Do You Miss Anyone?

Dearest Rachel –

One of the reasons you were so concerned about your folks as they gradually moved into their twilight years was that – as far as you could see – their lives gave no indication of the salvation they supposedly had. Sure, they were in church every Sunday, and put their few bucks in the plate. But they never talk to you about spiritual matters, and it seemed to you that, if it was as important to them as it should’ve been, they would be more willing to do so than they were. Long story short, you feared for their souls.

All of which, you would think, would be odd, because it was their persistent attendance in church that brought you to Christ. But as far as you could see, He didn’t seem to have any impact on their lives. And it worried you.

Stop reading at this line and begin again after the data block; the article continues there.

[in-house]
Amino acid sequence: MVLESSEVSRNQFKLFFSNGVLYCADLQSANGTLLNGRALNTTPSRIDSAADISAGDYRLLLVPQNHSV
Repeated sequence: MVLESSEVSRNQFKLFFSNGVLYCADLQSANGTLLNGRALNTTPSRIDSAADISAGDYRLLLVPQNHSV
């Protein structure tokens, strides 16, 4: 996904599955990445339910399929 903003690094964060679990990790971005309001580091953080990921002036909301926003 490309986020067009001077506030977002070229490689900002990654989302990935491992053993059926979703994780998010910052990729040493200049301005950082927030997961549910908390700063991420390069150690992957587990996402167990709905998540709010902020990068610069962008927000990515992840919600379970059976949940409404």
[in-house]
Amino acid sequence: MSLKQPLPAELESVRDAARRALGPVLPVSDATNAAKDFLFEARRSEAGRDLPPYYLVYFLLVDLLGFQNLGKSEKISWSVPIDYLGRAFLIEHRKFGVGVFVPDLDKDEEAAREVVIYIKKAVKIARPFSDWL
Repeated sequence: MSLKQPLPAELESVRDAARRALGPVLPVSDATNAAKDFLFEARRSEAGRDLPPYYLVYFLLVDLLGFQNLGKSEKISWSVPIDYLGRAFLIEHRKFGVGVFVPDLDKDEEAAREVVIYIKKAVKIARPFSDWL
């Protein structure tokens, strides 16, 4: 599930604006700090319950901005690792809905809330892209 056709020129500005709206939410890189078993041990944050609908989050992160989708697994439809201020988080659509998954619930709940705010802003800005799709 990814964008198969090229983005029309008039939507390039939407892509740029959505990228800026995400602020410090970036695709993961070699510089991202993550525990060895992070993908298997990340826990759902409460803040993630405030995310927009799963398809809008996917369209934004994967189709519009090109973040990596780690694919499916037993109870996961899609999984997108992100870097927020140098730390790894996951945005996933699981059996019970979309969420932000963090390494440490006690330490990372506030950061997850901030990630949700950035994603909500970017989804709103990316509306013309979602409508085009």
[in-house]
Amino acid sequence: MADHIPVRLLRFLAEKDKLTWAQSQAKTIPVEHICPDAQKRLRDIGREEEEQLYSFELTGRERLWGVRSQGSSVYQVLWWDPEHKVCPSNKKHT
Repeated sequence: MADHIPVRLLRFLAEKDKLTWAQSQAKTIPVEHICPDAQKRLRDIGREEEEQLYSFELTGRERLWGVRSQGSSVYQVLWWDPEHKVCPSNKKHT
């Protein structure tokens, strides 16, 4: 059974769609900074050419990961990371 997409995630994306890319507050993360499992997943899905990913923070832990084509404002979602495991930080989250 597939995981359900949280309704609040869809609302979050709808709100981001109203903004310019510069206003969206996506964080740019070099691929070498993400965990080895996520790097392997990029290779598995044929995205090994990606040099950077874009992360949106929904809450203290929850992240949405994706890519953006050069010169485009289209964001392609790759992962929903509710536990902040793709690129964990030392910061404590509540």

After their passing, you may have stopped worrying – since there was nothing more you could do – but I don’t think the concern ever left you. Would you see them when you got there?

Have you seen them there?

And if not, do you even remember them?

We’re told that there will be no sorrow in heaven, and that God will wipe every tear from our eyes. Which sounds about right; why would there be sadness in a place that is by definition perfect for anyone allowed into it?

And yet… what of those who don’t pass through its gates? Nearly every one of us who walks the earth knows someone – and more than likely, knows them well – who will not find their name in the guest Book for the wedding supper of the Lamb (and indeed, if any of us doesn’t know anyone like that, they have, in effect, failed to hold up their end of the Great Commission). Not that they weren’t invited, mind you, but that they refused – or at best, ignored – the invitation.

Which begs the question: do you notice that those people aren’t there?

And doesn’t that bother you?